The 1995 Family Support Act required Texas and other states to create their own child support collection and enforcement system. However, a new proposal would see the creation of a federal program called the Child Support Technology Fund. The White House and the Department of Health and Human Services have requested $63 million for this effort for fiscal year 2019. If approved, it would allow the HHS to develop an IT system that can be used to track payments at the state level.
States would then be allowed to use that technology to monitor and enforce collection efforts within their borders. Creating such a system is estimated to save HHS $800 million over the next 10 years. Over the past five years, the department has spent about $1 billion to reimburse state governments for the cost of creating their own systems. Many states have had difficulty in doing so. Indiana scrapped its efforts, saying that its system relied on technology that would result in catastrophe if it crashed.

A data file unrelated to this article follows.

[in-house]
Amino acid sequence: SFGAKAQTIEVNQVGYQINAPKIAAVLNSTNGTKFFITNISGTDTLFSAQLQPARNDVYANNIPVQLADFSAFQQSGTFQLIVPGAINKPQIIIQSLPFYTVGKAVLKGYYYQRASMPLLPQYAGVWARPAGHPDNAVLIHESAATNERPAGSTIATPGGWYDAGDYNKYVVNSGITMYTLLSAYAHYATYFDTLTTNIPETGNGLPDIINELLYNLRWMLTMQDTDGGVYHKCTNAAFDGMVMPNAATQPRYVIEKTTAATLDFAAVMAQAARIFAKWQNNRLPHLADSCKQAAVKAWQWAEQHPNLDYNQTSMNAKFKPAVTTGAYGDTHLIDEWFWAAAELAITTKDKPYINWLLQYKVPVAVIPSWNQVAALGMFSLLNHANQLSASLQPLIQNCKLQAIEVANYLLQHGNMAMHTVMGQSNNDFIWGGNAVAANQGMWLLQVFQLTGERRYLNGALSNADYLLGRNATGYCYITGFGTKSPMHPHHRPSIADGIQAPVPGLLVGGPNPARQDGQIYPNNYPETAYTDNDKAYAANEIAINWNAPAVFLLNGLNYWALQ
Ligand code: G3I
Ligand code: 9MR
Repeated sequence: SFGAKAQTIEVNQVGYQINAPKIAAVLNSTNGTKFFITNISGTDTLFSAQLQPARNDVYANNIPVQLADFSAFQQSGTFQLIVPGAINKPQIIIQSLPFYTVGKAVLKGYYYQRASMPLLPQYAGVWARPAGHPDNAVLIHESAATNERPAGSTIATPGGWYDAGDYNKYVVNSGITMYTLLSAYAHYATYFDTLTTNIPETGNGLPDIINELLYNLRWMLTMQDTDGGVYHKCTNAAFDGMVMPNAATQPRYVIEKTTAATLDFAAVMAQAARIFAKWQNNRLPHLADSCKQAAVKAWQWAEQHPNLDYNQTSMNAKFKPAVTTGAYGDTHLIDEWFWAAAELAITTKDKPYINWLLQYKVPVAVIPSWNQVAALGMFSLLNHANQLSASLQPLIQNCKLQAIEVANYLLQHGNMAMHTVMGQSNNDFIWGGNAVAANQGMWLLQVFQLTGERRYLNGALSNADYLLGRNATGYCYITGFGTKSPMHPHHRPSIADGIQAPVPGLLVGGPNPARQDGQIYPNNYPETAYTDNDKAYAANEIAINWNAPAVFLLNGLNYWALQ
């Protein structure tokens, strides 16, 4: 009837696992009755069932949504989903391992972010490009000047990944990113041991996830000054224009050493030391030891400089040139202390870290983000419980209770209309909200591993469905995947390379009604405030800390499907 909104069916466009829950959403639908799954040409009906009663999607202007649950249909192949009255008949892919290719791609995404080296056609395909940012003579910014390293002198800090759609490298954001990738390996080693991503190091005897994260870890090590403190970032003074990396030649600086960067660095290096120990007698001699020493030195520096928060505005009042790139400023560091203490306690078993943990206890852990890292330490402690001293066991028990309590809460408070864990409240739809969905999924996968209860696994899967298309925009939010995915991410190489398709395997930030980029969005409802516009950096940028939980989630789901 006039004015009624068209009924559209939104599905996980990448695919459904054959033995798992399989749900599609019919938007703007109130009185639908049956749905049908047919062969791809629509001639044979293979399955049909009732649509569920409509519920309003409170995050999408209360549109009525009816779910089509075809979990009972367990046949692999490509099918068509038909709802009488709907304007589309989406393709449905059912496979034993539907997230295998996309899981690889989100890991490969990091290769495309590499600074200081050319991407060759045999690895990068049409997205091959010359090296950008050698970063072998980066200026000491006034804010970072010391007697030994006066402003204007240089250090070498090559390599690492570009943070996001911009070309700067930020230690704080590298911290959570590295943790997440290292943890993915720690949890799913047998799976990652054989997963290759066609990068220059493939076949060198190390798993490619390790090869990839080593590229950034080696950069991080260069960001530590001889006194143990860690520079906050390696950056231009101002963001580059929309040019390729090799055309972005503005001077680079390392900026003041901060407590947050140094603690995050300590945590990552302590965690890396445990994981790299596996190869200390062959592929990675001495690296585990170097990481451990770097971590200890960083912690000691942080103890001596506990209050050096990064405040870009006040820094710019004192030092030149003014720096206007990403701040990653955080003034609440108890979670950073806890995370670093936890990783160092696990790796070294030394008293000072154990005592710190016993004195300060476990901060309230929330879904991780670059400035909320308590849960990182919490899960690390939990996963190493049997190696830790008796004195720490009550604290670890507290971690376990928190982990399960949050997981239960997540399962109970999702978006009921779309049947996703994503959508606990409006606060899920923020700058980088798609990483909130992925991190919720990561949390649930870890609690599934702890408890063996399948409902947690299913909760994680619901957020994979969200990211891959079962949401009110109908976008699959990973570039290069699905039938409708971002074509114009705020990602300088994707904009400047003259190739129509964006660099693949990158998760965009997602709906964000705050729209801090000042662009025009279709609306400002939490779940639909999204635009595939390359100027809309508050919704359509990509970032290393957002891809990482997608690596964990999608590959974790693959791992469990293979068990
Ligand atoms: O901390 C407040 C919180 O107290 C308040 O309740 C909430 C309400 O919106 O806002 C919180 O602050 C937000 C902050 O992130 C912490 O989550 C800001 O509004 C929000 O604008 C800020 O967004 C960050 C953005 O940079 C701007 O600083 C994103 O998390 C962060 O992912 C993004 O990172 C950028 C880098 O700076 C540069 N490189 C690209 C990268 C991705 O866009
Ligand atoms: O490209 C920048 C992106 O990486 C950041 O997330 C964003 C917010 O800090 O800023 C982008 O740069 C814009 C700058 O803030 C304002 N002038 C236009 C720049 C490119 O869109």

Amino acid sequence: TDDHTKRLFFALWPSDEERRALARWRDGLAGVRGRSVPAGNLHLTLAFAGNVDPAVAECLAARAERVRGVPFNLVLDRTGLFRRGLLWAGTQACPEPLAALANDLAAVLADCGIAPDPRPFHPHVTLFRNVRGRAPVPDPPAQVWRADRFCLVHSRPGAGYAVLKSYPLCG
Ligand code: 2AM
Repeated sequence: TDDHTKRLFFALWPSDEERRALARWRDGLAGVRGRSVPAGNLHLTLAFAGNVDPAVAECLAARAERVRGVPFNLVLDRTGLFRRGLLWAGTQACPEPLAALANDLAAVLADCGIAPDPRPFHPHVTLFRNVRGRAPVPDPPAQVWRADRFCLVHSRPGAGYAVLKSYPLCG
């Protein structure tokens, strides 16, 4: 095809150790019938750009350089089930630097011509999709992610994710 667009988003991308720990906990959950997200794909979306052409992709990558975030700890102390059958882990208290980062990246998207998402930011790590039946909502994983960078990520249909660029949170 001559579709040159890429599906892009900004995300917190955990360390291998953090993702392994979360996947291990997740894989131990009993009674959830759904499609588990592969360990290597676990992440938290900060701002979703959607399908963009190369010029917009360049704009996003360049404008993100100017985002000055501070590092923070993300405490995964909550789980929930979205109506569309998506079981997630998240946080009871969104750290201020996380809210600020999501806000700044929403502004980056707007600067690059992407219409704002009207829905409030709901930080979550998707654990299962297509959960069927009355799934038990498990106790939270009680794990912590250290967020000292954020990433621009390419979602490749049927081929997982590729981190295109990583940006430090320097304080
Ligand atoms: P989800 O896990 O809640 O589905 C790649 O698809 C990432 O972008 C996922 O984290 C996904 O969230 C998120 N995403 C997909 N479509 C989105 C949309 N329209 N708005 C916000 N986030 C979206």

If the request for funding is granted, it is not certain when a new federal system would be available. There were no details provided as to where it would be hosted or who would be responsible for maintaining or upgrading the system.
Child support payments are generally intended to look out for the best interests of the child. Therefore, parents who fail to make them may face significant penalties. Parents who may be struggling to make payments may benefit from asking for a support order modification. Parents who are owed money may wish to talk with an attorney about ways to have the order enforced.